Review Article

The Role of CCL24 in Systemic Sclerosis

Hilit Levy, Udi Gluschnaider, and Alexandra Balbir-Gurman


Systemic sclerosis (SSc) is a chronic immune-mediated disease characterized by microangiopathy, immune dysregulation, and progressive fibrosis of the skin and internal organs. Though not fully understood, the pathogenesis of SSc is dominated by microvascular injury, endothelial dysregulation, and immune response that are thought to be associated with fibroblast activation and related fibrogenesis. Among the main clinical subsets, diffuse SSc (dSSc) is a progressive form with rapid and disseminated skin thickening accompanied by internal organ fibrosis and dysfunction. Despite recent advances and multiple randomized clinical trials in early dSSc patients, an effective disease-modifying treatment for progressive skin fibrosis is still missing, and there is a crucial need to identify new targets for therapeutic intervention. Eotaxin-2 (CCL24) is a chemokine secreted by immune cells and epithelial cells, which promotes trafficking of immune cells and activation of pro-fibrotic cells through CCR3 receptor binding. Higher levels of CCL24 and CCR3 were found in the skin and sera of patients with SSc compared with healthy controls; elevated levels of CCL24 and CCR3 were associated with fibrosis and predictive of greater lung function deterioration. Growing evidence supports the potency of a CCL24-blocking antibody as an anti-inflammatory and anti-fibrotic modulating agent in multiple preclinical models that involve liver, skin, and lung inflammation and fibrosis. This review highlights the role of CCL24 in orchestrating immune, vascular, and fibrotic pathways, and the potential of CCL24 inhibition as a novel treatment for SSc.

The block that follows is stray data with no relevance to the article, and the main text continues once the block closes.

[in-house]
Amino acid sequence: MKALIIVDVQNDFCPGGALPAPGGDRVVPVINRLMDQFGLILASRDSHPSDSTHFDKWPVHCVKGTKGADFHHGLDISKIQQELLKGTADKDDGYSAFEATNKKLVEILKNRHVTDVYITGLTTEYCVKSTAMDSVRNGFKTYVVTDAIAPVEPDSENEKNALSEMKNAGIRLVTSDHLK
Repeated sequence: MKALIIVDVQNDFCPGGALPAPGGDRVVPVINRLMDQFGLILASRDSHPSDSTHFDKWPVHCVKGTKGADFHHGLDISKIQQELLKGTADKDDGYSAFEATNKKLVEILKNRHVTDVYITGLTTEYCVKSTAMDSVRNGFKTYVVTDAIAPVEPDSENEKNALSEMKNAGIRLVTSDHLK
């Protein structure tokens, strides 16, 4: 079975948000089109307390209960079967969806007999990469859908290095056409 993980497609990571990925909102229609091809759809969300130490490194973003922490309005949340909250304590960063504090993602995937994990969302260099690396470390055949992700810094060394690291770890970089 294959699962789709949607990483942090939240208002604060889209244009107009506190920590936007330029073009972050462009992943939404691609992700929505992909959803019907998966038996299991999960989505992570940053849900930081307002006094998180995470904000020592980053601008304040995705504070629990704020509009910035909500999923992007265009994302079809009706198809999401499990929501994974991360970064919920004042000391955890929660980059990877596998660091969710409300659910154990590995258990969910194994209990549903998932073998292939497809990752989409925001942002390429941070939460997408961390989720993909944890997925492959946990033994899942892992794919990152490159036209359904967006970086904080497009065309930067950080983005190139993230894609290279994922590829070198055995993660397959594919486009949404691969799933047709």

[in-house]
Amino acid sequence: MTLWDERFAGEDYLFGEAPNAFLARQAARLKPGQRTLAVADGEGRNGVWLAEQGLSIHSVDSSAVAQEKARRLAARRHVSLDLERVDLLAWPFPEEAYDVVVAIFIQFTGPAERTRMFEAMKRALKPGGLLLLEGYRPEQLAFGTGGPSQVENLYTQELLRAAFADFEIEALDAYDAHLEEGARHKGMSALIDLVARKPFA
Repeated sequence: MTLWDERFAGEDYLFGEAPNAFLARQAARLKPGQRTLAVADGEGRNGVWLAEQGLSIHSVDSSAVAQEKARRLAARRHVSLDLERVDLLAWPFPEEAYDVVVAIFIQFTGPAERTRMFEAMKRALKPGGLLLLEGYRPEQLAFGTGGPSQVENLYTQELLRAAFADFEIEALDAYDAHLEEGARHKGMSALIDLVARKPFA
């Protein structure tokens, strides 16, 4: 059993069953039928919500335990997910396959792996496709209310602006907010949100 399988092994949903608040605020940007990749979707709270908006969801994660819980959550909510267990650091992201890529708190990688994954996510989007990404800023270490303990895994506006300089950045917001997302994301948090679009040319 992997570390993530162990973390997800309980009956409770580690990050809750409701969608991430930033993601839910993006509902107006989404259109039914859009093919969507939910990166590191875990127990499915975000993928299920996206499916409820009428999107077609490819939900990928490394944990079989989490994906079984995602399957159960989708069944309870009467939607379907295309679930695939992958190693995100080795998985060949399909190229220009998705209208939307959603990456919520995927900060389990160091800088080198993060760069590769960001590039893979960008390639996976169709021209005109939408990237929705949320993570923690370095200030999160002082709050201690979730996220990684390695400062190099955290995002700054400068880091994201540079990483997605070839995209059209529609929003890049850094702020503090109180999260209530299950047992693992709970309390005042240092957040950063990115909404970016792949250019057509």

Rambam Maimonides Med J 2023;14(3):e0016